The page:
Lattice Energy LLC                                                May 29, 2012Subject: comments regarding a companion tech...
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Lattice Energy LLC-Comment re 1927 Caltech Electric Arc Transmutation Experiments-May 29 2012

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In a hypothetical Widom-Larsen LENR network, unstable isotopes of Lead and Bismuth created by neutron capture processes will spontaneously transmute via alpha-decays into unstable isotopes of Mercury and Thallium, respectively, which could potentially be detected analytically. Such LENR network products were apparently observed by L. Thomassen in experimental work that he conducted for his PhD at Caltech in 1927. A summary of these results was subsequently published in peer-reviewed Physical Review in 1929.

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Lattice Energy LLC-Comment re 1927 Caltech Electric Arc Transmutation Experiments-May 29 2012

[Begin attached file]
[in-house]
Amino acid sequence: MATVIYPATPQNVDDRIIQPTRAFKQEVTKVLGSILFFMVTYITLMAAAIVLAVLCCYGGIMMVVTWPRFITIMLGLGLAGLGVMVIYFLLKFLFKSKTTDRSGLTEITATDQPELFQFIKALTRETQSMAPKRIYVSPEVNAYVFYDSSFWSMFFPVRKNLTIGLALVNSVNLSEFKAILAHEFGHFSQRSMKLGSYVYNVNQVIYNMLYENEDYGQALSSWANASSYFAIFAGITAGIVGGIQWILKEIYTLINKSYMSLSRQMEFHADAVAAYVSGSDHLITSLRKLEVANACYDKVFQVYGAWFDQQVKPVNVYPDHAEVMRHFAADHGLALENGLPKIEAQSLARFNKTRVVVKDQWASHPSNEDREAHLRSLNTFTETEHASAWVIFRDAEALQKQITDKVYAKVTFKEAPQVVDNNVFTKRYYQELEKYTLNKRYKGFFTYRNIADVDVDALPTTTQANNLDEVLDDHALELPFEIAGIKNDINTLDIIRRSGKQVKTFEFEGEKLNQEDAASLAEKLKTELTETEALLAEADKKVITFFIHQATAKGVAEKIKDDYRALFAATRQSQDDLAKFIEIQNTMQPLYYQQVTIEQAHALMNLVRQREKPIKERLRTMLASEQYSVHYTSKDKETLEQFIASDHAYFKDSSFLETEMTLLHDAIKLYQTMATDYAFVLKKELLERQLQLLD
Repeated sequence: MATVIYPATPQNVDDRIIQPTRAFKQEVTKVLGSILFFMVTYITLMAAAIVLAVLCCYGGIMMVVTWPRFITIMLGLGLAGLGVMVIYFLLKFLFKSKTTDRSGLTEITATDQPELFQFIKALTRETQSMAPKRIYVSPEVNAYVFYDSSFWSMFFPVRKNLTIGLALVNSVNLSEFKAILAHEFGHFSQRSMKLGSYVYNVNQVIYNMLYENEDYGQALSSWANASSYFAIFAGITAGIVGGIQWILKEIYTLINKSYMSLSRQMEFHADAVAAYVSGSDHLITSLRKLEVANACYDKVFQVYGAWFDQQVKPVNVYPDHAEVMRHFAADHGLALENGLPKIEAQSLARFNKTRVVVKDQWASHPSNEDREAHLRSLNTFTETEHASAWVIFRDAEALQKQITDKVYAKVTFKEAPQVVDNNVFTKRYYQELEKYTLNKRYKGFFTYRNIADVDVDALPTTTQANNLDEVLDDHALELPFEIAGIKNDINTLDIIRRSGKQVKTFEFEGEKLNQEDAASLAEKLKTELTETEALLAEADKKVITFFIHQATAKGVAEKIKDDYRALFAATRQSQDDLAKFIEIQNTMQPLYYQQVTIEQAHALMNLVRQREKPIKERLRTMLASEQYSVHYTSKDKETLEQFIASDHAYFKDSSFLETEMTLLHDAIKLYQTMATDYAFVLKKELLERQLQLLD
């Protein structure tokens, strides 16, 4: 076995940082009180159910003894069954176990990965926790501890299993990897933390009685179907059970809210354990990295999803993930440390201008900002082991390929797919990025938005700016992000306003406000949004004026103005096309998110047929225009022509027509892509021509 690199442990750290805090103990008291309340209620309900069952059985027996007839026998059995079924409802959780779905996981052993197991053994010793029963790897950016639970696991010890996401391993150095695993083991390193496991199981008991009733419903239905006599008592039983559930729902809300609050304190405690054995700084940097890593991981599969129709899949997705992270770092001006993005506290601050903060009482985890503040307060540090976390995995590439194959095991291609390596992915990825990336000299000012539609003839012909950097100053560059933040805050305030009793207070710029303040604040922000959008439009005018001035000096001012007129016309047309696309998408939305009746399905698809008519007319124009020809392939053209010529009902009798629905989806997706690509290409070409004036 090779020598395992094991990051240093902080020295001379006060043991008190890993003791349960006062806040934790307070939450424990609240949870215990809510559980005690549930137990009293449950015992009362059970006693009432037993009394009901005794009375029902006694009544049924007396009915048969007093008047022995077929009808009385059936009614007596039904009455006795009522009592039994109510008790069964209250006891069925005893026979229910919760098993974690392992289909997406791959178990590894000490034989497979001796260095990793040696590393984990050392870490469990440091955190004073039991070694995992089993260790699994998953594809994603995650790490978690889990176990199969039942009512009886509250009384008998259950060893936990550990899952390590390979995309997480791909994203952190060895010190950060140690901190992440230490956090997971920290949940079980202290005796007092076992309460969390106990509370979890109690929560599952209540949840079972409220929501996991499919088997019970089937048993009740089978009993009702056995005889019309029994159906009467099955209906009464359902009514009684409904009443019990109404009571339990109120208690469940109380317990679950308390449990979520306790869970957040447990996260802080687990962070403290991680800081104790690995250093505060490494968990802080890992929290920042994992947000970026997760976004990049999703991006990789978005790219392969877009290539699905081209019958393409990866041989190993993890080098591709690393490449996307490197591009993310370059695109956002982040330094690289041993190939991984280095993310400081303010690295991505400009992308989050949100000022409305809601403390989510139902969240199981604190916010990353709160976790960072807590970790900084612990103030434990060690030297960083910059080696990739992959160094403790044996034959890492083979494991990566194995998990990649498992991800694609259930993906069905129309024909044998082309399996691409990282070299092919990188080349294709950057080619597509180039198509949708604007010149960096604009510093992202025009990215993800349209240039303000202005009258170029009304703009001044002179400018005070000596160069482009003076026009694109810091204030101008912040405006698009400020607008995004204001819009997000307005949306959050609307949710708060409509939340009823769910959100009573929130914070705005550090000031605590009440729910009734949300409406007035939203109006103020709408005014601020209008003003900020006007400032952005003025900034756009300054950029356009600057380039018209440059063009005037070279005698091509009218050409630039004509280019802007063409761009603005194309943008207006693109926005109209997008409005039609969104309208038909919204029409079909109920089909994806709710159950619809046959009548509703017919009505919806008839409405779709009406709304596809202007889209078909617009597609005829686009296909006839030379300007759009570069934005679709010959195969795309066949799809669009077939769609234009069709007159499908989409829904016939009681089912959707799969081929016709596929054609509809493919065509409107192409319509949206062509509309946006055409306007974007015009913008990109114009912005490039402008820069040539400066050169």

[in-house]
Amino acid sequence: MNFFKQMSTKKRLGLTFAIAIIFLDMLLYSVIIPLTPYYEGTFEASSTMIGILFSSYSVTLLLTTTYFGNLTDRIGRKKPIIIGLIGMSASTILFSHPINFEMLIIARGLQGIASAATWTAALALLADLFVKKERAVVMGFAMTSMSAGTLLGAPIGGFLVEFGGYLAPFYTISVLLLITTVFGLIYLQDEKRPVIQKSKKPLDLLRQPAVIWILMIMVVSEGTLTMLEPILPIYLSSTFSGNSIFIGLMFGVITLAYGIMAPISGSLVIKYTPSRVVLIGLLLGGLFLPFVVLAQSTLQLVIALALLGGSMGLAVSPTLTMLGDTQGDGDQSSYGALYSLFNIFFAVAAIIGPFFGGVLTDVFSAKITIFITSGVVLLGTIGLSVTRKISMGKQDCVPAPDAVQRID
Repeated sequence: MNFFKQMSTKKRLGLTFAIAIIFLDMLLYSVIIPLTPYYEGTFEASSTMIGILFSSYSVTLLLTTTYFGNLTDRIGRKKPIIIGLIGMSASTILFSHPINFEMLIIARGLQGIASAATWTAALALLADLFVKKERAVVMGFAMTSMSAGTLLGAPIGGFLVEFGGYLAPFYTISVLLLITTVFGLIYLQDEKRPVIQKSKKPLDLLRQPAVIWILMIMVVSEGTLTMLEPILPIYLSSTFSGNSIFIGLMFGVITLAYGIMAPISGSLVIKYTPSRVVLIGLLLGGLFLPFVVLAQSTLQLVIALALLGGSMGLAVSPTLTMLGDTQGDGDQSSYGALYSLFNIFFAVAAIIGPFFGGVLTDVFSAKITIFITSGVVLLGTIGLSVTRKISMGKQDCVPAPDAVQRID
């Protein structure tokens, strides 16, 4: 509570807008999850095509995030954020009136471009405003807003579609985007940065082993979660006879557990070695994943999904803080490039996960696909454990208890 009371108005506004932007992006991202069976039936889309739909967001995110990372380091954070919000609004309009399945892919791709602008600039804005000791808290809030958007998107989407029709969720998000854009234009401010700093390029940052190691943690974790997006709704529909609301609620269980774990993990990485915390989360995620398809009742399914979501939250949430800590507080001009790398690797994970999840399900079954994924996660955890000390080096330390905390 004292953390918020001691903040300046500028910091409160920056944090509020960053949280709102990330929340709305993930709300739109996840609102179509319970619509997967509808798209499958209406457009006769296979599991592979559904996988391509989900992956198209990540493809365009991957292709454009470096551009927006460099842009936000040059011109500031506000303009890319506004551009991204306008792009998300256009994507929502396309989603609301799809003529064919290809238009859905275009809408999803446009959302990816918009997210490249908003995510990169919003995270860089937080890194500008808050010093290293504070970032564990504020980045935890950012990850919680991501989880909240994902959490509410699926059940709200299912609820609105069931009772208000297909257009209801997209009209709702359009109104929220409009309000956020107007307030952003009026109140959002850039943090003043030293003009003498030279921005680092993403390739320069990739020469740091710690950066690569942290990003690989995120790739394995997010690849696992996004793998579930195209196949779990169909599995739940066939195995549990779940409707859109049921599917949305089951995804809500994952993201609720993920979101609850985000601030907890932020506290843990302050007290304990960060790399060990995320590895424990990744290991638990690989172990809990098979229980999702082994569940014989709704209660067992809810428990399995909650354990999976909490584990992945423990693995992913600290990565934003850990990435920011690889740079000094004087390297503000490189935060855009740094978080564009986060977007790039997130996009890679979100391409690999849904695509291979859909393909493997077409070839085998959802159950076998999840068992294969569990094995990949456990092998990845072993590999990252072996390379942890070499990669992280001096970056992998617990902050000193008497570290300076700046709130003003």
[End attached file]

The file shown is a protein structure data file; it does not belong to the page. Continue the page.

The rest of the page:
1. 1. Lattice Energy LLC May 29, 2012Subject: comments regarding a companion technical Addendum to Lattice’s earlier May 19, 2012,presentation about WLT LENR transmutation of scrap Tungsten metal into Gold that is as follows:“Addendum to May 19, 2012, Lattice Technical Overview” 180“In 74W -seed LENR neutron-catalyzed transmutation network, unstable isotopes of Lead and Bismuthwill spontaneously transmute into unstable isotopes of Mercury and Thallium, respectively, which couldbe detected. Apparently observed by L. Thomassen in experimental work for his PhD at Caltech in 1927”Lewis Larsen, Lattice Energy LLC [34 pages in MS-Word 8.5 x 11 document format]May 26, 2012http://www.slideshare.net/lewisglarsen/lattice-energy-llcaddendum-to-may-19-2012-technical-overview1927-caltech-experimentsmay-26-2012In the hypothetical Widom-Larsen LENR network, unstable isotopes of Lead and Bismuth created byneutron capture processes will spontaneously transmute via alpha-decays into unstable isotopes ofMercury and Thallium, respectively, which could potentially be detected analytically. Such LENR networkproducts were apparently observed by L. Thomassen in experimental work that he conducted for his PhDat Caltech in 1927 (as well as in experiments conducted by other researchers that Thomassendiscusses). A shorter version of these results was subsequently published in peer-reviewed “PhysicalReview” in 1929; he was advised in this work by Prof. R. Millikan, who was then on the faculty at Caltechand who had received the Nobel Prize in Physics in 1923 and was intrigued with subject of transmutation.Unbeknownst to all of these very likely competent researchers working in the early 1900s, they wereactually struggling with very subtle, tricky nanoscale LENR processes that can occur in condensedmatter. Given an utter lack of knowledge about LENRs back then (indeed, much of what is known aboutnuclear science today and all of nanotech had simply not been discovered yet), it is not at all surprisingthat experimentalists ca. the 1920s had major problems with spotty, inconclusive laboratory results andlow levels of experimental reproducibility. Indeed, much of the acrimony about LENRs that has transpiredin the world scientific community since Pons & Fleischmann in 1989 has involved the very same issue.So just like today, the subject of triggering nuclear transmutations under relatively ‘mild’ physicalconditions was controversial during the late 1920s. Indeed, underlying tension about the possibility ofextremely contentious results is almost palpable in Thomassen’s fascinating 1927 Caltech thesis.Interestingly and also perhaps not surprisingly, it appears that the whole line of inquiry involving electric-arc-triggered-transmutations appears to have more-or-less died out worldwide by the time JamesChadwick confirmed the existence of the neutron in 1932. It is tempting to speculate that problems withexperimental reproducibility were a major factor in the premature demise of such work.All that said, today in 2012 things are different: (1) scientists can now benefit from the published Widom-Larsen theory of LENRs which successfully explains a huge array of earlier results (including the best1920s electric arc experiments) and can help guide new, more productive experimentation; and (2) unlike1989 – 1994 (after which the vast majority of ‘mainstream’ scientists ceased being interested in LENRs),as of 2012 the science of nanotechnology (e.g., plasmonics, techniques for fabrication of nanostructures,materials science, etc.) has finally advanced to the point where it can be usefully applied to substantiallyimprove both experimental reproducibility and WLT neutron production rates, thus potentially enablingsuccessful commercialization of LENRs for cost-effective production of energy and valuabletransmutation products (e.g., Gold, Platinum, etc.) at some point in the not-too-distant future.Questions and inquiries are welcome. Thank you.Lewis LarsenLattice Energy LLCChicago, IL USA1-312-861-0115Copyright 2012, Lattice Energy LLC All rights reserved Page 1

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